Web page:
The U.K. inflation swaps market may face a shortage of counterparties willing to pay inflation because corporates operating under International Accounting Standards are concerned the instruments will add volatility to their accounts. Alan James, inflation-linked strategist at Barclays Capital in London, noted, "This will reduce the growth of the swaps market."
In the U.K., corporates have entered inflation swaps to mirror revenue streams that are either correlated to inflation, in the case of retailers, or directly linked, in the case of utilities. Many of these issued bonds and separately entered inflation swaps because it offered a lower cost of funding than issuing an inflation linked bond. Under IAS 39, however, corporates looking to manage inflation risk by entering inflation swaps on conventional bonds will not qualify for hedge accounting. This rule change is likely to have the largest impact on the sterling inflation swaps market because it is the most developed.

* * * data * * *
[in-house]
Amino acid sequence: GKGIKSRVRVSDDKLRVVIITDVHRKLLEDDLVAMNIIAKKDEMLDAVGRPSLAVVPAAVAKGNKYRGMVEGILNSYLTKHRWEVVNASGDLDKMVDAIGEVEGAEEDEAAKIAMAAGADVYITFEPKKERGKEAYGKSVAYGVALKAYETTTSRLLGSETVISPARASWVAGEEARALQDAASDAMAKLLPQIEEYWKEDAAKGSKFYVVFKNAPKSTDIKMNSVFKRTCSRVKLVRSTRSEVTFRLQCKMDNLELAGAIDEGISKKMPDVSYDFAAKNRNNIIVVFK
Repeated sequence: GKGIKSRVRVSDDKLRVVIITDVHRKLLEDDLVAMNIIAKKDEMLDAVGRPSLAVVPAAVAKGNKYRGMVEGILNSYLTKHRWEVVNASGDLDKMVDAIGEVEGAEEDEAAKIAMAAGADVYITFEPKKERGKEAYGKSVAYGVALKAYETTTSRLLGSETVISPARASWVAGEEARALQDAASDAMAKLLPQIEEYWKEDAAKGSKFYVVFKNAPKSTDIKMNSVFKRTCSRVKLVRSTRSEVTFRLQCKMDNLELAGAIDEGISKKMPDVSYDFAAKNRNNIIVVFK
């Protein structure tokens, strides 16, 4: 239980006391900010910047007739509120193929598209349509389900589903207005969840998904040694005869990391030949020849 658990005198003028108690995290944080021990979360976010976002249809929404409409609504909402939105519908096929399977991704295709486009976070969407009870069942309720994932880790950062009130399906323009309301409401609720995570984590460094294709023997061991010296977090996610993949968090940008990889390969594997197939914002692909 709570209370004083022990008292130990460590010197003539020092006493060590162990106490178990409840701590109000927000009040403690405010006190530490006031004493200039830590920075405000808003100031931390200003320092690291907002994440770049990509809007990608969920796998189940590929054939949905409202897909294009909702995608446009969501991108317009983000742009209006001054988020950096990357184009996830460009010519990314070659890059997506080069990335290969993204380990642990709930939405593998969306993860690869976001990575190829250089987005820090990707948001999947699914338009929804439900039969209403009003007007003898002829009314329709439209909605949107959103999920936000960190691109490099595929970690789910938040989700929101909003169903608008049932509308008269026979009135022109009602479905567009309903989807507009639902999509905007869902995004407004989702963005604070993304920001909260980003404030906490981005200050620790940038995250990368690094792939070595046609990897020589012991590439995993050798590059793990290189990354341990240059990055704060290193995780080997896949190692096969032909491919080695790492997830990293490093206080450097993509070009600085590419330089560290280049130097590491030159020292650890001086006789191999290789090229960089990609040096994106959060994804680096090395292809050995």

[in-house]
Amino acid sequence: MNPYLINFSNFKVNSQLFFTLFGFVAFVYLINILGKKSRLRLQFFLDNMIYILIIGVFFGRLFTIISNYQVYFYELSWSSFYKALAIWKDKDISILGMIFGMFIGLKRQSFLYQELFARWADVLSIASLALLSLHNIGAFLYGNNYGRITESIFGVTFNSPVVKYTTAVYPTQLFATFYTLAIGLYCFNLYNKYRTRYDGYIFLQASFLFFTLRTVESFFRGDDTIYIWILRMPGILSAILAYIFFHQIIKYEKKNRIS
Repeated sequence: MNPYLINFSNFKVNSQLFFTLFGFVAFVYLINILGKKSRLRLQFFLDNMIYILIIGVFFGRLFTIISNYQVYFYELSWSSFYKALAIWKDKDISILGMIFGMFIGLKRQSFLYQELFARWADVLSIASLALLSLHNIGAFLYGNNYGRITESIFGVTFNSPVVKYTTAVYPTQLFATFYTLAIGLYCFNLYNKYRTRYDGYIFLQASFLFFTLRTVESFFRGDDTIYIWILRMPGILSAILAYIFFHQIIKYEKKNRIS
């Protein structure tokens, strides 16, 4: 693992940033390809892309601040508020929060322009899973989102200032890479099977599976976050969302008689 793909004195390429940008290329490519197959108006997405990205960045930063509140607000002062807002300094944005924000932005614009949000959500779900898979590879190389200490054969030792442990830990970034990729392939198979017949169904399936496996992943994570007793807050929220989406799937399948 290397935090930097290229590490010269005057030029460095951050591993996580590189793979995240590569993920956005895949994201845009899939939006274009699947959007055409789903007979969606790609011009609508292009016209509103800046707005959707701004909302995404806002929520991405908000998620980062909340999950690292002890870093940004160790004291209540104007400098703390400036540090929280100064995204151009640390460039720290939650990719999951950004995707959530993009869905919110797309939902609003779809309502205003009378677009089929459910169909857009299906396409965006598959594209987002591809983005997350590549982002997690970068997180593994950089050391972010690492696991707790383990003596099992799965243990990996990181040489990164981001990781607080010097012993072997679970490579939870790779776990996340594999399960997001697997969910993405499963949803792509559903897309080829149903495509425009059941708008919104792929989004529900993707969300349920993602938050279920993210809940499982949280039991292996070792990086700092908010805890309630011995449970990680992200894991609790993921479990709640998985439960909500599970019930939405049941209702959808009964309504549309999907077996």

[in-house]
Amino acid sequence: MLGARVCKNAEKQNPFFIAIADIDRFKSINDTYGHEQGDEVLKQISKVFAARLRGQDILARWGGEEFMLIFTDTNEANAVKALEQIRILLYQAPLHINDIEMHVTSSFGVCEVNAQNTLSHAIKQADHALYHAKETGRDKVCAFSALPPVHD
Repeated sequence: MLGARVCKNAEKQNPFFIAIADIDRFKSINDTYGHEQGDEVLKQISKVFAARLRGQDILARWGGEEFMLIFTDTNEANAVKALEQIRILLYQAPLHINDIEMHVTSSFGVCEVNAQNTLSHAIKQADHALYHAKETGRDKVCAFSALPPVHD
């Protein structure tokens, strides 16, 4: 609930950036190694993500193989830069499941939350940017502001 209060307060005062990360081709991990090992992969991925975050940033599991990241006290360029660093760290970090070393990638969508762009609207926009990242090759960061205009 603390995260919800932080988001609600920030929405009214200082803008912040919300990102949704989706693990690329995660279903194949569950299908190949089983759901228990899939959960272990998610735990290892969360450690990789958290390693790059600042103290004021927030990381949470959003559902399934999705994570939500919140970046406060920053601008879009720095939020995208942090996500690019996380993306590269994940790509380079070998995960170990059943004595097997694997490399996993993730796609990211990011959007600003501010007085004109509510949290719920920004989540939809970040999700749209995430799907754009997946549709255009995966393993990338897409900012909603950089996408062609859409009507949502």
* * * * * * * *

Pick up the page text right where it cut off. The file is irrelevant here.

U.K. grocer J Sainsbury uses inflation swaps, but Simon Gibson, assistant treasurer in London, said if this issue is still hanging over the market when it needs to enter another swap it would not execute the trade. Joe O'Neill, group treasurer at AMEC in London, said the corporate has looked at inflation swaps for both its pension fund and as a treasury instrument, but has not executed any trades because of the adverse accounting treatment.
Gibson said Sainsbury will look at alternative methods of hedging inflation, but he noted it would have to be approved by its audit company.
James said the U.K. inflation swaps market may only be temporarily unbalanced. "The demand side is really driving growth," he added, explaining non-listed entities could help inflation supply. One corporate sales official, however, said he had already seen a drop off in inflation swaps by corporates. "It's a thorny issue and it's not immediately obvious how we will get around this," he added.